Sinking into the waters of the Andaman Sea, part of the Indian Ocean to the south of Myanmar (Burma), I focused on the coral to my left rather than the impenetrable blackness on my right.
Divers call it “The Big Blue”, but all I cared was that it wasn’t hiding a big shark. I squinted hard at a nearby clown fish to calm myself down.
It worked. The loud, rhythmic rattle of my breathing, the sensation of weightlessness and the bewitching neon fish darting inches from my face helped to produce a kind of soothing alchemy that only ever occurs under water.
By the time my dive was up 50 minutes later, I was a ball of neoprene-clad bliss.
Research suggests that I am not alone in succumbing to the restorative powers of the ocean. A 2017 study by French institutions found that recreational diving could be more effective at reducing stress and boosting mental well-being than other sports.
The study concluded that the health benefits of diving for leisure include “a decrease in perceived stress and an improvement of multiple psychological factors associated with mindfulness abilities”.
In China, Shi En and Luo Min are exploring the concept of scuba diving as a means of managing depression. The diving instructors and psychological consultants run a programme in Guangzhou called Deep Therapy, which offers diving training courses focused on healing the body and mind, and conduct experimental research into the potential psychological benefits of diving, such as alleviating stress and negative emotions.
“In our courses, all of the students and visitors are respected and understood,” says Luo, a former journalist. “Scuba diving offers a change of scene. We take advantage of this and distract them from depression, guide them to focus on their breathing and the moment and then gradually help them move towards a brighter direction.”
This emphasis on breathing technique is one of the reasons diving can be so relaxing.
“Breathing is hugely important in diving,” says Dr Laura Walton, a British-based clinical psychologist and instructor development course staff instructor for the Professional Association of Diving Instructors (Padi), the world’s largest recreational diver training organisation.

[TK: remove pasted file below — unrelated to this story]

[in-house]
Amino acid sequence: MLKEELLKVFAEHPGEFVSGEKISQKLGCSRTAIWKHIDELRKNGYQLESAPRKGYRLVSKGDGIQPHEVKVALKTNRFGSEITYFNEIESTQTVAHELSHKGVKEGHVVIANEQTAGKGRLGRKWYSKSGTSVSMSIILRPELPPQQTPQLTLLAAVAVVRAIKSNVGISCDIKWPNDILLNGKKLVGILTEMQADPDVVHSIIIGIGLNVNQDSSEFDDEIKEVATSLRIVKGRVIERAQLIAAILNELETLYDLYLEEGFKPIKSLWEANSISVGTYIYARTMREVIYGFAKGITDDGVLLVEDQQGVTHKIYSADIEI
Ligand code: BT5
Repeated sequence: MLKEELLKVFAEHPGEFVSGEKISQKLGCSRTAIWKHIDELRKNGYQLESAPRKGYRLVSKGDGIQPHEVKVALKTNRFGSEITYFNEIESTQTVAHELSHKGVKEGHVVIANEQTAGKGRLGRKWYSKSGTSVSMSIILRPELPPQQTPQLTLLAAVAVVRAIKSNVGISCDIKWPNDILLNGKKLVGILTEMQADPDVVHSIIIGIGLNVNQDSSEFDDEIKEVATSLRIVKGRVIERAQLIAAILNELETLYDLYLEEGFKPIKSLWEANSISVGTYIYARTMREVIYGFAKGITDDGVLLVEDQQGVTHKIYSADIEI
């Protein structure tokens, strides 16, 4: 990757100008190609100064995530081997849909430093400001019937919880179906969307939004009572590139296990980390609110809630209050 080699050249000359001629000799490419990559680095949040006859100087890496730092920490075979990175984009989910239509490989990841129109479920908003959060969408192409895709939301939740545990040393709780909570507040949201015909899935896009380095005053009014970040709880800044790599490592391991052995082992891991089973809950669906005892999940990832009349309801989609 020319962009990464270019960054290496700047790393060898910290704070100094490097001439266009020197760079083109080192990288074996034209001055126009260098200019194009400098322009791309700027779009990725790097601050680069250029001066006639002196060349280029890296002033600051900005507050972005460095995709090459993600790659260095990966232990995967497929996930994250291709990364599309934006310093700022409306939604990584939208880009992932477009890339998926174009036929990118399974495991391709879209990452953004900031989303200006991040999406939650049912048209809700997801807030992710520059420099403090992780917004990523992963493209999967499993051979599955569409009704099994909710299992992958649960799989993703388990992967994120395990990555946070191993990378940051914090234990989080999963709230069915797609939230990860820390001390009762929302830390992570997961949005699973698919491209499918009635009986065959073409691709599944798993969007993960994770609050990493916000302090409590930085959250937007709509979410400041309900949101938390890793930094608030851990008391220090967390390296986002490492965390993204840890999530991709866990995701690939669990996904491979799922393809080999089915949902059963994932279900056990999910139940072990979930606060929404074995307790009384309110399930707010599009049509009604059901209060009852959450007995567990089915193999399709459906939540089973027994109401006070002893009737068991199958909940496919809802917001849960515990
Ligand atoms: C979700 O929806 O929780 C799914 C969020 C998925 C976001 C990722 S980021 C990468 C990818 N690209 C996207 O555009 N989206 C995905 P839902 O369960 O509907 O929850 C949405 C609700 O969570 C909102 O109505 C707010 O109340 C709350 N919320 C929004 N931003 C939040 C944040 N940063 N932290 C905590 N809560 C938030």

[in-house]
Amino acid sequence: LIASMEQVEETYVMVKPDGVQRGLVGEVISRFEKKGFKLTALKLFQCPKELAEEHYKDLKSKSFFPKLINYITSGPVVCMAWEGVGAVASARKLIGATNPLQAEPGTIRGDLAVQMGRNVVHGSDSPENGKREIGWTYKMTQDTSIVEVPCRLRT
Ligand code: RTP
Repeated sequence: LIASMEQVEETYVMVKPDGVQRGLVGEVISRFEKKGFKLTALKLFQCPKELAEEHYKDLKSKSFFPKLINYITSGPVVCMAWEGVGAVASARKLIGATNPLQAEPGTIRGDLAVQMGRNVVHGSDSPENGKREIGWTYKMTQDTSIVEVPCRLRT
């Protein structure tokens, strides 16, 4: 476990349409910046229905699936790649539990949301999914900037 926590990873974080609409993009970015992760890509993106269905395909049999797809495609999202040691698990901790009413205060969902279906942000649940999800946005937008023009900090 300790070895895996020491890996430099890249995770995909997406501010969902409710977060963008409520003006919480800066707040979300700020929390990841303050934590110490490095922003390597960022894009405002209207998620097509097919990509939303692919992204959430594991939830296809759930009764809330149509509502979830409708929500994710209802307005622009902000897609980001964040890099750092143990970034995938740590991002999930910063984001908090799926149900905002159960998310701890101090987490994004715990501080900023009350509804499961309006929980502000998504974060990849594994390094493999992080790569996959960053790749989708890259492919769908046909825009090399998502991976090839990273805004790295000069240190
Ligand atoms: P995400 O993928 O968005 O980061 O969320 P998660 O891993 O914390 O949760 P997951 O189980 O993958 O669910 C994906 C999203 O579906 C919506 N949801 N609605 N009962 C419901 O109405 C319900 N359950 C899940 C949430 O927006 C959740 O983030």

“If we’re stressed and we consciously slow our breathing down, that physical change can affect our emotions, our mood and our stress levels. In diving that’s something we explicitly learn – to breathe slowly and normally and deeply. It has a regulating effect; it calms us down.”
Strapping on a metal tank and jumping into the sea might not be the most obvious way to achieve inner peace, but mindfulness, at its core, is about being present. Nowhere is this easier than underwater, where it is impossible to talk – let alone check emails or social media.
Chances are, you won’t even notice the digital detox – the rest of the universe somehow simply pales into insignificance when you’re watching a turtle eating its lunch.
“Underwater, it’s kind of meditative,” says Pauline Wong, an energy healing practitioner and diving instructor at Splash Hong Kong. “It’s so different from your normal working life.” Wong, a former interior designer, believes that diving and mindfulness can go hand in hand, and sometimes asks guests to slow down and visualise dives before jumping into the water.
There are many other reasons to take the plunge: diving means getting up close and personal with nature, and the sensory aspect of simply being in the water can often feel therapeutic. It’s a social activity that relies on a “buddy system” of diving in pairs (“I’ve found, with the buddy system, that the non-verbal communication underwater means you tend to develop trust with people,” says Wong) and it lends itself brilliantly to travel.
Not that you need to go far to feel the benefit of taking a dip if you are in Hong Kong – clown fish, scorpion fish, octopus and barracuda are just some of the species that can make an appearance during local dives.
“We do weekends away on the boat several times a year, and for me it’s like leaving Hong Kong entirely,” says Darren Gilkison, Padi course director at Splash. He is a former engineer who first took up the sport as an outlet to get away from what he calls “the day-to-day madness” of working.
“Even for me, working on the boat and running the boat, it’s like a little bit of a holiday.”
Diving is not without risks, which must be taken seriously, and it’s important to progress at your own pace. Panic can set in rapidly when your mask fills up with water or you accidentally anger a trigger fish, but according to Walton, even these challenges can provide opportunities for self-growth and development.
“We need to fix problems under the water – we actually need to stay and fix them,” she explains. “The best response is to just slow down, take a breath, think through the problem and then act upon it – and that’s a basic life skill.”
Swimming off into the Big Blue to chase hammerhead sharks isn’t for everyone, but scuba diving’s potential to make us all a little more mindful and provide unique moments of stillness may means it’s worth a try.
After all, as Walton says: “You look at yourself in a whole different way once you start realising that you can breathe underwater.”
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